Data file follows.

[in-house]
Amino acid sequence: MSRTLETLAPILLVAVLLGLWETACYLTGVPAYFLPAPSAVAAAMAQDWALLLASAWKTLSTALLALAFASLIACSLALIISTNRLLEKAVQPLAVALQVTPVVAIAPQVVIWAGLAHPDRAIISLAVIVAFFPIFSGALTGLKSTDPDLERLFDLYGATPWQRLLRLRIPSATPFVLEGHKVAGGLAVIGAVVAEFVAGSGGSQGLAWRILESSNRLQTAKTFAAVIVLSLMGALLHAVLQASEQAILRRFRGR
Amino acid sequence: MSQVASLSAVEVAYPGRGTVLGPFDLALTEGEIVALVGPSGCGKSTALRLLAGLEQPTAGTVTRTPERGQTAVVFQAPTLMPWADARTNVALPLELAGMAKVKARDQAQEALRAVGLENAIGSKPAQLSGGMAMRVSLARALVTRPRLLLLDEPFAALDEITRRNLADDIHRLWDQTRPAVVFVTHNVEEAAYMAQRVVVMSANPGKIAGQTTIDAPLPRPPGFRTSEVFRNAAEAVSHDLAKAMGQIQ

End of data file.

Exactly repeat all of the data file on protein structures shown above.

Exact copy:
[in-house]
Amino acid sequence: MSRTLETLAPILLVAVLLGLWETACYLTGVPAYFLPAPSAVAAAMAQDWALLLASAWKTLSTALLALAFASLIACSLALIISTNRLLEKAVQPLAVALQVTPVVAIAPQVVIWAGLAHPDRAIISLAVIVAFFPIFSGALTGLKSTDPDLERLFDLYGATPWQRLLRLRIPSATPFVLEGHKVAGGLAVIGAVVAEFVAGSGGSQGLAWRILESSNRLQTAKTFAAVIVLSLMGALLHAVLQASEQAILRRFRGR
Amino acid sequence: MSQVASLSAVEVAYPGRGTVLGPFDLALTEGEIVALVGPSGCGKSTALRLLAGLEQPTAGTVTRTPERGQTAVVFQAPTLMPWADARTNVALPLELAGMAKVKARDQAQEALRAVGLENAIGSKPAQLSGGMAMRVSLARALVTRPRLLLLDEPFAALDEITRRNLADDIHRLWDQTRPAVVFVTHNVEEAAYMAQRVVVMSANPGKIAGQTTIDAPLPRPPGFRTSEVFRNAAEAVSHDLAKAMGQIQ